At the same time, I watched Gregory play both the dive and the quarterback on read-option plays a couple different times in those five games (below), something which you aren't physically supposed to be able to do. That speaks to his elite level athleticism and ability to change direction. Once he gets just a little bit better technique, especially pass rush technique, that allows him to showcase his gifts even further, there's no telling what this kid will be able to accomplish in the NFL.

I've seen some folks who have Gregory as one of the top players in the draft, even the first pick. I just can't see that being the case. First, if there is a defensive end the Buccaneers, or any other team for that matter, would be interested in picking No. 1, there is another guy they would be looking at over Gregory, in my opinion. Second, I just can't put a guy who is still as raw as Gregory on the top of my draft board unless he had off-the-charts athleticism like Jadeveon Clowney did last year. Gregory is athletic, but he ain't Clowney. Even if he were, he would still have to be more appealing than one or both of the two highly rated quarterbacks this year.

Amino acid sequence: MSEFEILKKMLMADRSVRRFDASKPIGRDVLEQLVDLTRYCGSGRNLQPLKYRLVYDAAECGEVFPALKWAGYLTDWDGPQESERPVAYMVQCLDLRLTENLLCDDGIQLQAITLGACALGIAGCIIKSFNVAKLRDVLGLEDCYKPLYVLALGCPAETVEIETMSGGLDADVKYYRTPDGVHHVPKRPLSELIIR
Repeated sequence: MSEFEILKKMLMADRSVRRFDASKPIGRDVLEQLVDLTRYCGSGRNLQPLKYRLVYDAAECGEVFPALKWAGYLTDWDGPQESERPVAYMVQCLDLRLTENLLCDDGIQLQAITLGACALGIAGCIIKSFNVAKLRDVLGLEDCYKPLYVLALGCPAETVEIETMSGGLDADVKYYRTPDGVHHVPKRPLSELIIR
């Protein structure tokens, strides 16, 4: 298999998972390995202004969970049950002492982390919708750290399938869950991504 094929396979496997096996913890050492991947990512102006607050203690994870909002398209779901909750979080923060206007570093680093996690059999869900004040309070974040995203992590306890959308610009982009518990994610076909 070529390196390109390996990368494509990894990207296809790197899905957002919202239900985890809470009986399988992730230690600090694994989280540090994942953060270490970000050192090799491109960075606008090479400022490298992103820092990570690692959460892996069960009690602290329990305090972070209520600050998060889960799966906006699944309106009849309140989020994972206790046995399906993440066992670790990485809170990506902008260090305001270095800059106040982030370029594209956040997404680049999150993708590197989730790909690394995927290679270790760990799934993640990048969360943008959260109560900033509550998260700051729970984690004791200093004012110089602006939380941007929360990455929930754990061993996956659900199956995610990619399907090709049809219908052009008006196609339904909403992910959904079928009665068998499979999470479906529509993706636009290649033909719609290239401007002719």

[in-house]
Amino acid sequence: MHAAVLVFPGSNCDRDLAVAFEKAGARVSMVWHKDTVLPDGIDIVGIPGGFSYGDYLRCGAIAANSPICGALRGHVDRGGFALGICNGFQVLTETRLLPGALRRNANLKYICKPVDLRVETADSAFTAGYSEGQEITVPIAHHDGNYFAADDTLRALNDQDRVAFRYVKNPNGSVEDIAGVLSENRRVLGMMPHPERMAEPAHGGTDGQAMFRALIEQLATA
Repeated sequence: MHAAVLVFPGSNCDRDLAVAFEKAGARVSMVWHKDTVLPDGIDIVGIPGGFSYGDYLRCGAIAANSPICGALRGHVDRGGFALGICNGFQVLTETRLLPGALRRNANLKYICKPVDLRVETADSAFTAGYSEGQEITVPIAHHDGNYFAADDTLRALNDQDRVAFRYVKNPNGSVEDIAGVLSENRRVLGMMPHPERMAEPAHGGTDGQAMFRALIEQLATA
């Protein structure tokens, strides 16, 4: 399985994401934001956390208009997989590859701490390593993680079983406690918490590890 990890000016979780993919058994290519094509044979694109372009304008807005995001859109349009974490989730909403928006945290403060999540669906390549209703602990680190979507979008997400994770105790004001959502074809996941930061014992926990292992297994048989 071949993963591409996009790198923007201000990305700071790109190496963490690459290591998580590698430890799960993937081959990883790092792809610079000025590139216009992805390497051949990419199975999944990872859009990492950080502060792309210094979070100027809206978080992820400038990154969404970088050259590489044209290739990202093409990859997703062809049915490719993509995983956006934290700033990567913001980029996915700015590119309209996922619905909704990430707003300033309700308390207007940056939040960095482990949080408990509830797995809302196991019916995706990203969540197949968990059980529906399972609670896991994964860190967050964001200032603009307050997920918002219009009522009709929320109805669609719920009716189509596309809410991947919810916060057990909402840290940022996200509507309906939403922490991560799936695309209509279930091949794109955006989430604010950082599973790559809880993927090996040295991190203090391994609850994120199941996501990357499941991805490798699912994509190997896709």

No. Nope. Nah!

I can definitely see Gregory being a top six or seven talent in the draft. It's a matter of which team picking in that range trusts their defensive line coach. That team will probably be the one snatching Randy Gregory off the board. I personally believe he will fit in any scheme as long as he gains weight, but coaching him up is going to be crucial. I've seen plenty of guys who were big, strong, fast and athletic, but never learned any pass rush moves and never improved their technique against the run and ended up being big, strong, fast, athletic bums.

Let's hope for Randy Gregory's sake that he lands in a good destination for him where he gets good coaching and doesn't end up a bum. Besides, we will all win if he ends up maximizing his potential because we get to watch it as it happens!